Jun 06 2010

Quilled Puzzle Piece Magnet

quilled-cherries-puzzle-magnetI really appreciate all of the feedback I receive from my newsletter subscribers and blog readers.   One request that I hear quite often is for more quilling projects made from recycled materials, which is great because I enjoy creating them!
Several weeks ago, I stopped by a local thrift store and found a handmade cookbook from 1971.  You know the kind — the recipes were all typed with a real typewriter then the pages were mimeographed and bound with a metal prong file clip into a book for the club members.  It was awesome and all for only $0.50.  What a bargain.
Along with the retro cookbook, I have had an old children’s puzzle in my supply stash for quite awhile (ever since the all important “last piece” went missing).   When I looked in my inspiration bin and saw the cookbook and puzzle pieces, I knew I had the ingredients to cook up this week’s project — a quilled kitchen magnet.
Since your materials will differ (we are trying to use what we have, remember), I offer these general instructions as a guide for making your own Quilled Puzzle Piece Magnet.
You will need
Chipboard puzzle piece
Background paper (scrapbook paper, old wallpaper, etc.)
Recipe (from old book, newspaper, magazine, etc.)
Quilling paper, 1/8″ wide
Basic quilling tools (discussed earlier)
Spray adhesive
Sandpaper or emery board
Permanent fine-line marker, black
Distress ink (I used Tim Holtz’s Tea Dye)
Cotton swab
Spray acrylic sealer (optional)
General instructions
  1. Turn your puzzle piece so that the plain chipboard side is facing up (this will be the front of your magnet) and place it onto your background paper (right side of paper facing up), trace around the puzzle piece and cut out.  Spray the front of the puzzle piece and the back side of the cut-out background paper with spray adhesive and adhere the two together. 
  2. Tear the recipe to fit the puzzle piece and glue in place.  Clean up the edges of the puzzle piece by sanding them with the sand paper or emery board.
  3. Dab the cotton swab on the ink pad and highlight the edges of the puzzle piece and torn edges of the recipe.  Using the permanent marker, make stitch marks around the edges of the puzzle piece. 
  4. You are now ready to add the quilling.  Here is where you can get creative matching the quilling to your chosen recipe.  Since the one I selected was “Cherries in the Snow,” I added ripe red cherries with green leaves.  This design would also work well with a cherry pie or tart recipe.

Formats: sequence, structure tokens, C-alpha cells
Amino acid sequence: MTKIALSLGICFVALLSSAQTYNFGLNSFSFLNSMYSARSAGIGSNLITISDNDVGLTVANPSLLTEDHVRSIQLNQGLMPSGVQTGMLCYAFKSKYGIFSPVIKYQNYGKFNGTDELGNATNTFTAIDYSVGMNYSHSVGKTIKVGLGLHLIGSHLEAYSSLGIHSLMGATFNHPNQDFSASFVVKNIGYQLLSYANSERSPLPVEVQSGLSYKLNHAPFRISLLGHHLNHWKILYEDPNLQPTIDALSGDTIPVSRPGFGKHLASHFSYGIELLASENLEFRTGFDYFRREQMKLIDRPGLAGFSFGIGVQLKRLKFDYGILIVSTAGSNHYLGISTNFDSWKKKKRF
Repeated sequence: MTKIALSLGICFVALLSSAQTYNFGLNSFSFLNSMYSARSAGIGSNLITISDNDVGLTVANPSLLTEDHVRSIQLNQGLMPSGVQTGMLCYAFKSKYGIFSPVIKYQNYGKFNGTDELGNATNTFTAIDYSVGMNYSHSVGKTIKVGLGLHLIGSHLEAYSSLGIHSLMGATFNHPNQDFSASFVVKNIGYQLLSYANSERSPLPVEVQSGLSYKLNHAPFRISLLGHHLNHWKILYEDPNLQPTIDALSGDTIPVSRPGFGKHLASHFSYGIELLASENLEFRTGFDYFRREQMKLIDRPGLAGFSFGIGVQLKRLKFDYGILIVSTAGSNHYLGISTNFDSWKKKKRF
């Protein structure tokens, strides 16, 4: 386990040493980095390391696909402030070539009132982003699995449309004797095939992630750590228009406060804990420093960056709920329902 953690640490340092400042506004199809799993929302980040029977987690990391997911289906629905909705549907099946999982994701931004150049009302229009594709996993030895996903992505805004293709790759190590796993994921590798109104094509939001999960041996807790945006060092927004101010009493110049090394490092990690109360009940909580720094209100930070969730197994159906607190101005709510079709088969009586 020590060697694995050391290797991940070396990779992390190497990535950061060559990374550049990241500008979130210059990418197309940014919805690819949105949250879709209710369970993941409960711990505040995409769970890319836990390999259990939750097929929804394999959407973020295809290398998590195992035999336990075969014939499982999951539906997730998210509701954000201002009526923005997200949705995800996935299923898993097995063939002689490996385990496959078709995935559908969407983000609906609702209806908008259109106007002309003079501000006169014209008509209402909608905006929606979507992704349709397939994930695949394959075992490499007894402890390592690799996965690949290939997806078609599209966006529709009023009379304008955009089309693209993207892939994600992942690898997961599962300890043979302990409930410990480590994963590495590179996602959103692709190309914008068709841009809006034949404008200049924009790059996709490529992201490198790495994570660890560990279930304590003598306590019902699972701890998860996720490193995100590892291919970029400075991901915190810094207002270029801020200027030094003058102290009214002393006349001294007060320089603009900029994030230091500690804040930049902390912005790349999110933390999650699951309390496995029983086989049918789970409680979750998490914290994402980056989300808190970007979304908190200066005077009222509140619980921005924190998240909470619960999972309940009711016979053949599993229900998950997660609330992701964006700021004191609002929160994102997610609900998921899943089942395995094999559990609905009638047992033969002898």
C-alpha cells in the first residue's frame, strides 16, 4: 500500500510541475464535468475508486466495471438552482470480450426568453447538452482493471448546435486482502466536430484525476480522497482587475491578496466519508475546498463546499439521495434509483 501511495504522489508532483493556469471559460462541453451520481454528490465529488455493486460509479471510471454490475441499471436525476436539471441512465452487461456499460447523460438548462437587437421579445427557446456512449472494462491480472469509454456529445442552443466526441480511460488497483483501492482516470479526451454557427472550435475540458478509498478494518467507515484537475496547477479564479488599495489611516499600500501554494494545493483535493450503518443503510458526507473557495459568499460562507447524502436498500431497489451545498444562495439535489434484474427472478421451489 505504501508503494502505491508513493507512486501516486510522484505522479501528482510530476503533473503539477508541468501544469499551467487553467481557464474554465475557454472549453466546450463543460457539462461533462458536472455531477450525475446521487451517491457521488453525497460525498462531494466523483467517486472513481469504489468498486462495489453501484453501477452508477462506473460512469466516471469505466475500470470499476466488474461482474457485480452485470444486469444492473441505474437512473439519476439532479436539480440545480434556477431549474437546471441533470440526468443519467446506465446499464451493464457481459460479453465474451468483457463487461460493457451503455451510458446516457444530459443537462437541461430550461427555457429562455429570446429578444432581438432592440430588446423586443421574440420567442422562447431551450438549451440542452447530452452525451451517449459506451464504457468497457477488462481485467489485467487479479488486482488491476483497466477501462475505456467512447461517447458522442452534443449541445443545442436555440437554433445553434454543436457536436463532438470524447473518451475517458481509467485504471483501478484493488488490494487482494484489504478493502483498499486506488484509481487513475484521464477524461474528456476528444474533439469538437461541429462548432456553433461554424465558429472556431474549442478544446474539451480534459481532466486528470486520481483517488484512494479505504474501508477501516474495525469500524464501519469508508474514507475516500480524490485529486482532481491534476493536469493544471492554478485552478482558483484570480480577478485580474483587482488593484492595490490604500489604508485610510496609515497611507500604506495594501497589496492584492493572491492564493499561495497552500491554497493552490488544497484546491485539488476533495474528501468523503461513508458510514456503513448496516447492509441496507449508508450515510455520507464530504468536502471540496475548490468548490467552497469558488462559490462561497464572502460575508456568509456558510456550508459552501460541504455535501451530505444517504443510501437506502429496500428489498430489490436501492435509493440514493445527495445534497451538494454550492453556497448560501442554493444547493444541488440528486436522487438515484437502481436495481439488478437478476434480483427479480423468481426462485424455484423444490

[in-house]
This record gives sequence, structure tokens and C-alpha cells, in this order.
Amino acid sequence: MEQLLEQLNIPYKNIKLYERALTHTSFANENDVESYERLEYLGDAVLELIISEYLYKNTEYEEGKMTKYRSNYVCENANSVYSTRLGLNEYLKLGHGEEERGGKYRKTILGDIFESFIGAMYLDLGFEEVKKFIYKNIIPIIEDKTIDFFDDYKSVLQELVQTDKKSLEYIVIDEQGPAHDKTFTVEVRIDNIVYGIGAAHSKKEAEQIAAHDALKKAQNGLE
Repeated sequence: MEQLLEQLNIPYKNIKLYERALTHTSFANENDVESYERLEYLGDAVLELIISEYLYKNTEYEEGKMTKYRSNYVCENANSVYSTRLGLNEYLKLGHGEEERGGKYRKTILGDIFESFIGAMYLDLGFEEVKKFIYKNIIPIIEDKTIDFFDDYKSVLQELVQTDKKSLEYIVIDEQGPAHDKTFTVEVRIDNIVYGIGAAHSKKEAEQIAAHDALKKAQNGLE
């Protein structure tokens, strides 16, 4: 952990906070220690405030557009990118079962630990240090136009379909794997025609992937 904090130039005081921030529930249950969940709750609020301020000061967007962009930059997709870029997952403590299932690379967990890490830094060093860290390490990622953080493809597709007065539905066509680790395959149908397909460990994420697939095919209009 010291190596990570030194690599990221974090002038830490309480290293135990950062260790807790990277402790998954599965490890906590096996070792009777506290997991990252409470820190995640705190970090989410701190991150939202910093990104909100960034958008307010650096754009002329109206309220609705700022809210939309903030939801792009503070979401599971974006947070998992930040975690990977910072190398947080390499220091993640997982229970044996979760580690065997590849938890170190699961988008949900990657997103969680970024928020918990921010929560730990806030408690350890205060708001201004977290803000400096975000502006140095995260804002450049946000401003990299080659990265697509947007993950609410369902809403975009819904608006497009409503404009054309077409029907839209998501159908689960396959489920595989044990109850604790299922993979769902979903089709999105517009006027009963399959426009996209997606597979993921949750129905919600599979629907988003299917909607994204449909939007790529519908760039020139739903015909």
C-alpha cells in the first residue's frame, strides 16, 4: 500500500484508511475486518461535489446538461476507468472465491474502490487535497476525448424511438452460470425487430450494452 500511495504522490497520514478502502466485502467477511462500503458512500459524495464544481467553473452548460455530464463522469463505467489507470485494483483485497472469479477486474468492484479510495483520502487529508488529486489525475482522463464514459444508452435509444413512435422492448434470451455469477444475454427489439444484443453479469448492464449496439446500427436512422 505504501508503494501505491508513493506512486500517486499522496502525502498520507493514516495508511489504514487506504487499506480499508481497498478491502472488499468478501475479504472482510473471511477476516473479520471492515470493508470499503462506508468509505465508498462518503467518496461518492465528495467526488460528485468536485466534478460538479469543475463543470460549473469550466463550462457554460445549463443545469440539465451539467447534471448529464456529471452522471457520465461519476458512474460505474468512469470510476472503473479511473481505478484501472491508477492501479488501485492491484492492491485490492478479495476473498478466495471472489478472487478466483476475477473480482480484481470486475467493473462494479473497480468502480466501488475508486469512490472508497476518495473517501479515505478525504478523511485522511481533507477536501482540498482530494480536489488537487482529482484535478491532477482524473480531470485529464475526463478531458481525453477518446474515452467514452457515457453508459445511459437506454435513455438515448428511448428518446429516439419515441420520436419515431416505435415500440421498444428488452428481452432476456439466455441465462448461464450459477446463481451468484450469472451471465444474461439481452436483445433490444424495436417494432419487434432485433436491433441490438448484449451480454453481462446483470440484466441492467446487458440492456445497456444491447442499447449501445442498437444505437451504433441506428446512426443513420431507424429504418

5. Spray the puzzle piece with an acrylic sealer (optional), glue a magnet to the back, and you’re done.
Quilling Tip
If you want THE gift for a special holiday that is sure to touch the recipient’s heart, make a copy of a handwritten recipe from a cherished family member and use it on the magnet, matching your quilling to the recipe.  If your family is anything like mine, be ready for a big hug and have an extra tissue handy.
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8 responses so far

8 Responses to “Quilled Puzzle Piece Magnet”

  1. annon 06 Jun 2010 at 10:44 pm

    I love it. What a great way to use up some of the little extras laying around.

  2. Linda Kriegon 07 Jun 2010 at 3:41 am

    Hi Charlotte.. I love this idea of quilling in a puzzle piece, great as a gift tag. I would like to thank you for visiting my blog and in response to your question re; scented card, what I do is roll the scent onto a scrap piece of paper let it dry and then adhere it to the back of the diecut or if your card has layers behind any of them, this way the oil of the scent doesn’t stain my creation. Hope that helps. Hope to meet you at the next NAQCON, if you attend.
    Take care,
    Linda Krieg
    My Quilling Nest

  3. Philippaon 08 Jun 2010 at 7:31 am

    Great idea, Charlotte – what a lovely project!

  4. Lisaon 14 Jun 2010 at 2:30 am

    clever idea. I’ll have to find some old puzzles with big pieces. Thanks for the idea…. Maybe this week I can do a little quilling while I work at the scrapbook store.
    Paper….wish she had some quilling paper.

    Another must try.

  5. Cathyon 14 Jun 2010 at 9:55 am

    Such a clever idea… thanks so much for the tip

  6. Diana Ennson 17 Jun 2010 at 5:39 pm

    Great piece of altered art……I need to get my quilling papers out again……Thanks for the tutorial.


  7. Helenon 18 Jun 2010 at 10:40 am

    Wonderful project! Thanks for sharing.
    Helen — Firenze Cards

  8. only4mykidson 24 Jun 2010 at 6:54 am

    that was a great piece. thank you for sharing. i’m still new in art and craft thing. really helps me in getting ideas from your web. thanks alot!

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